Entry 330th – Prologue [Before the Act]
“…he died in loving arms of friend at twilight.”
“His death came early in sunset, early at night and much early in life.”
“Paintings of Sunflowers, the Starry Night and Portraits from the past were surrounding him.”
“Not many knew of his last day, just as many didn’t know who he really was.”
“Uncle Cent stood near the door with Madame Claire.”
“Mr. Roso from the Night Café brought him the sunflowers he loved.”
“And just three more who loved him not for his emerging worth, but for who he was, for the way he was, for how humane he was.”
“On the 29th of July, van Gogh died.”
“He lived and he left.”
“And we shall do the same.”
“The Sadness Will Last Forever – La Tristesse Durera Toujours”
I turn off the microphone.
I hear no applause.
Just the silent crowd bundled in a bunch.
Well, after all, this isn’t the end of the story. Death is just the beginning, isn’t it? Life must go on for those left behind.
‘But this is boring,’ I think to myself.
‘Not just the silent crowd, but the situation I have gotten myself into: is boring.’
‘What made these people, the crowd to gather here today?’
‘Is it the death of my friend?’
“Now, I will read the last page. This is an epilogue separate from the main content of the book. It is dedicated to the protagonist on a personal level as a friend,” I begin the final act.
Rosario follows: “after this, we are moving on with the program as planned: A ‘Q and A’ session which will be the last one on our list tonight.”
‘Finally, just a few more minutes, hopefully I’ll be at ease from all these.’
I give my throat a couple good clear before reading.
“Page 330, Epilogue.”
‘This one is for you,’ I think in silence.
“At nights, at most lonely nights, when I was secluded in my constitutions, he used to visit me abrupt and say: “Hey, fancy drinking tonight? Didn’t you say you wanted to try the Absinthe?”
I would find him hanging on to the door knob before my respond: “Sure, why not.”
Then I would add a smile at the end as I get up from the chair and followed: “But I can’t join you on the Absinthe. You know hard liquor never does me any good,” I used to tell him each night.
I wanted to try the Absinthe but never had the guts for it. I wanted to but never did it. I’ve always wanted to do something out of myself but never did it… not just the Absinthe, but my life itself.
That was me.
‘Someone who never gave the world the meaning of me…’
Imitation of many things was who I was.
I felt that I never fully lived life to my heart’s desire nor never listened to its telling. I was the kind to say, ‘No, but thank you,’ before the speaker has finished her sentence.
I was an introvert by nature; an extrovert by effort. I never courageously outdid something of my life to achieve that purest one thing. That one thing was the purest of my desired that I wanted to do every day before today. Like, singing in front of people or finally seeing that end of the trail or riding on a bus to the end of stations and spend the day wandering around the city I live for no reason at all; or finally eating that Putine from Montreal and that Smoked-Meat sandwich at Swartz or that backpacking plan with Vince… I’ve always fantasized writing a book about my life, or owning a bar or a café where everything will be my rule and the purest of my effort. I never fully lived my life nor understood what I was to do with it.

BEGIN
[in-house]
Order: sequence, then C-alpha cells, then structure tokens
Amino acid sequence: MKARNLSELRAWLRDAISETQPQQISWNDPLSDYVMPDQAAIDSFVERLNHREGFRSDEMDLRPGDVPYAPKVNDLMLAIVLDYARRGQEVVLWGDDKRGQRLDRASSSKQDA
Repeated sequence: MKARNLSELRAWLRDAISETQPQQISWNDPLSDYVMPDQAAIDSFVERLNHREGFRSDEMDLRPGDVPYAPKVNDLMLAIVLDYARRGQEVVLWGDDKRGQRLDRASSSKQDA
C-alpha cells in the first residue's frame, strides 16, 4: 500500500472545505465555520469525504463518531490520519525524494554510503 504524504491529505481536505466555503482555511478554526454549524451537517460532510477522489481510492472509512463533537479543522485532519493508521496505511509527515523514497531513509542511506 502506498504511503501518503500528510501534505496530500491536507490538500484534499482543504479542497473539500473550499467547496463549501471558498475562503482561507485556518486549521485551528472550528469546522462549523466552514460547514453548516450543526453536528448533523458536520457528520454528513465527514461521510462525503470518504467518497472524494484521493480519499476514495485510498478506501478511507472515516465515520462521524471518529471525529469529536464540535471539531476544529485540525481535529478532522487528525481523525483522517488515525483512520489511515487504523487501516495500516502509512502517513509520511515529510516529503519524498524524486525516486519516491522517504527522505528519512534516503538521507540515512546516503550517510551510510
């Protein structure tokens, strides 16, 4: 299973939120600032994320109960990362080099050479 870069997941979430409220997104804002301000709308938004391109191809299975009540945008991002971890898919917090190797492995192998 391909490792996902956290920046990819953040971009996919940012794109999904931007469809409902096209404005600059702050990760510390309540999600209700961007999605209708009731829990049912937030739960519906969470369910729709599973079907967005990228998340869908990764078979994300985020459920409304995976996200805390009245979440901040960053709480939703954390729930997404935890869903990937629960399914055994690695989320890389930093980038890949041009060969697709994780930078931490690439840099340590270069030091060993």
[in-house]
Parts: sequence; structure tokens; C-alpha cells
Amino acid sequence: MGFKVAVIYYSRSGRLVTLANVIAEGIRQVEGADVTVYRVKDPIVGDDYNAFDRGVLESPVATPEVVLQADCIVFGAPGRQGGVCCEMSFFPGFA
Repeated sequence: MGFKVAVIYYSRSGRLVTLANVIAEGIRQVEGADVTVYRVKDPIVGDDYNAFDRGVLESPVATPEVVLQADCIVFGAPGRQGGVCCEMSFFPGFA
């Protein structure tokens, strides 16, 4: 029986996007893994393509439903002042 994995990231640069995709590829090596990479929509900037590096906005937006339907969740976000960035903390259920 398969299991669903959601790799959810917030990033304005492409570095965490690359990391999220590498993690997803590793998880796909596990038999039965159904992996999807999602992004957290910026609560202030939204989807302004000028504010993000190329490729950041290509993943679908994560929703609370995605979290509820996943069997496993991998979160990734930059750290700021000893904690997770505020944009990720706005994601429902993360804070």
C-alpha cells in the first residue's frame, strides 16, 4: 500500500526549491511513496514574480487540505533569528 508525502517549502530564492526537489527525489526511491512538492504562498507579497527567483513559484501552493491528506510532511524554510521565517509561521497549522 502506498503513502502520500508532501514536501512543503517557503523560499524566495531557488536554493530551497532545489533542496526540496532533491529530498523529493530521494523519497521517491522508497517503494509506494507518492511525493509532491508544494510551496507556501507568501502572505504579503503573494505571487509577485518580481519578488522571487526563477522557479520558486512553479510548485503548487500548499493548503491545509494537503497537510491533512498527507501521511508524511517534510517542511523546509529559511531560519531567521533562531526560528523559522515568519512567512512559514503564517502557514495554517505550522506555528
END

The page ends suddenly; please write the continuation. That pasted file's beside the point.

Not until I lived with him.
Years went by while my hands didn’t reach out to those begotten dreams.
That was me; a spectator to my own decaying future.
After two decades with Vince I finally realize.
His courage I greatly admire affirmed under any pressure. His cravings in life excelled in appetite much greater than I hoped to grasp. His certainty in living for the dreams he had was far beyond my devotions paid to life. I chased him pretentious to learn a day of his as a greater change in mine…
And now that you have left this world, you will be forever missed.
I won’t be saddened.
Instead, I will live my life as you said to me on the last evening.
“Live. Live your life. Life is not a system, you can’t beat it. Destroying it is you in the end result. So joy! And indulge in it!” he said to me on the last day.
No word, no sentence and no greatest book will ever suffice your story.
This book is dedicated to the biggest passionate fool in history.”
In memory of Vince,
and for our times,
(together with Dora and Cat)
I close the cover and turn off the microphone. I tried best not to show but as I suspected, it felt emotional reading the last page. My heart pounds and throat’s cloaked. I am speechless for the moment.
“Let’s have the Q and A session now, anyone?” Rosario sitting beside begins the Q and A. She’s my agent.
“What can you tell us about the authenticity of your story?”
“Why is it called Boulevard 63L?”
“You said the book is real, is it true?”
“What can you tell us about your relationship with Mr. van Gogh?”
“What is the credibility of your book?”
“Can you tell us more us Mr. van Gogh you haven’t mentioned in the book?”
The crowd, mainly domestic reporters, in living room begins to pour out the question they meant to ask: “Is the book real?”
My throat has deserted. I drink some water from the plastic bottle set near me.
“It’s all true.”
“There’s not a scant of honesty in my book.”
“It is real.”
“It’s about life of a man written close in Existentialism interpretation.”
I didn’t want to be here tonight but Rosario had me convinced. It’s better to do it at least once if the book sells hefty.
“The story is real and the characters are real. Though the protagonist has killed himself in the process of… pursuing his dream: that part of him called ‘the passion.’”